- Pages: 207
- Genre: Children’s Fiction, Fantasy, Adventure
- Publisher: Penguin Group
- Edition: Puffin Chalk
I have been wanting to read the book for quite a while now, since it has been a long time since the last time I have read Peter Pan (the Disney picture book) and it was due time that I finally read Barrie’s original story.
Firs of all I would just like to say how much I adore this edition, I was in Waterstone’s looking at the children’s book section trying to find Peter Pan, and I did find quite a few editions that I wanted – but I was drawn by the frayed pages of the Puffin Chalk edition, not only that but I really liked the rustic feel that I got from it.
We all know that story of the boy who would not grow up – of how three children went off to a far away land where no one ages no matter how long they have lived, of their adventures with fairies, mermaids, redskins and of course, pirates!
Peter Pan was originally a play that J.M. Barrie wrote, later became a book – which after then has been adapted into many, many versions and most prominent of them all is the Disney version of the story.
But after reading this book, I found it quite more charming and endearing than that of the film – although it is all pretend and make believe, I found myself reverting back to my childhood and how carefree we were then. How much we wanted our parents to just leave us alone to be children and play all day long – and yet, we do miss their presence and we do want to have them back as soon as they are out of sight.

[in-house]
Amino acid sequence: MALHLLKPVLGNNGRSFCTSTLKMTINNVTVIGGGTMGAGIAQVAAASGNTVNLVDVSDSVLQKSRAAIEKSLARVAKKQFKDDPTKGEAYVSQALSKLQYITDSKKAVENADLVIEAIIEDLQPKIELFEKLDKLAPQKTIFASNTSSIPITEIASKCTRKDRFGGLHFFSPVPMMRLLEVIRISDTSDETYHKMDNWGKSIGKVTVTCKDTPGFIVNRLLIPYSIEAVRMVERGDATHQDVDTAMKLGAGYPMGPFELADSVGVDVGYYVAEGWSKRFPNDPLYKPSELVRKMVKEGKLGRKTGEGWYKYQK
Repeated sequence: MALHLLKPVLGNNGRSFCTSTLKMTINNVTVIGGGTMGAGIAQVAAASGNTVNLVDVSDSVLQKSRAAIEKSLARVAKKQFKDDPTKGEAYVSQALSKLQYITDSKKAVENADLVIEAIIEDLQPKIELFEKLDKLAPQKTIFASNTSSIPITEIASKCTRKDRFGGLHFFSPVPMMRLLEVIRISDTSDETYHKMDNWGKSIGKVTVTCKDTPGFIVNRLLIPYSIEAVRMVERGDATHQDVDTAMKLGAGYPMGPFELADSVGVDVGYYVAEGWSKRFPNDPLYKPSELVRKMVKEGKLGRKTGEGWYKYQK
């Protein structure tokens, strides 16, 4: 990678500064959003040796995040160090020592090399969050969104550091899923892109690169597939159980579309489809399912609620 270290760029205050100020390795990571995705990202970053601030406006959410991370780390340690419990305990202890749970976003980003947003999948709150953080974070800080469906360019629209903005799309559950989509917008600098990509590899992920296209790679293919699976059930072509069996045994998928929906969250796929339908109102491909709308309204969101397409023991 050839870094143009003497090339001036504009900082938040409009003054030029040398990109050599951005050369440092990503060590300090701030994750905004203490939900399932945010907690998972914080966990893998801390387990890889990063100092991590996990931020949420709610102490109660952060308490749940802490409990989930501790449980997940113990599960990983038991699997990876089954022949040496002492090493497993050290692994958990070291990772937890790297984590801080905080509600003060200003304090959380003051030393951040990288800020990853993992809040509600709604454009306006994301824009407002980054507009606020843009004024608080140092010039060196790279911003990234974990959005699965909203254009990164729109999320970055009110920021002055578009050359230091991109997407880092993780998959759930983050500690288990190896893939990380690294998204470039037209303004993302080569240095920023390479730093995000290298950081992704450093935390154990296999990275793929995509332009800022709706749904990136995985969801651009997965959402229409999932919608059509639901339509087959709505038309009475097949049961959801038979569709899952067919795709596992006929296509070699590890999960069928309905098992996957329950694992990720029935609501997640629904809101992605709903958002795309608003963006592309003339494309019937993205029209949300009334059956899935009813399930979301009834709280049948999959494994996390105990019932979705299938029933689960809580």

Then, as I was reading I realised what a horrific boy Peter Pan truly was – he’s wild, cocky and selfish. He only ever thought of himself and never of others. He is a tyrant who only want things done his way (i.e. they only eat real food when he says so, and most of the time it is make believe) and that no one is allowed to know what he does not (for instance, about what twins were). Instead of being an example of an innocent child, he is actually not quite that good of an influence, but then again he is the boy who refuses to grow up.
However, he wasn’t all that bad. He still has that air of innocence around him, and it did break my heart when you can see how truly lonely he is, and how he is afraid of being left alone no matter what he says. Although he is repulsed by grown-ups and the very idea of growing up, he still seeks a mother who would hold him when he has nightmares, someone who would take care of him.
I really liked the writing style too, it feels like someone is reading you a bed time story. That was what I was thinking throughout the whole book, just a parent reading to their child the story of Peter Pan and his adventure with the Lost Boys and the Darlings.
The book in general was very entertaining, cute and also sometimes a little disturbing because of Peter. Even after all this revelation, it is still my favourite children’s book!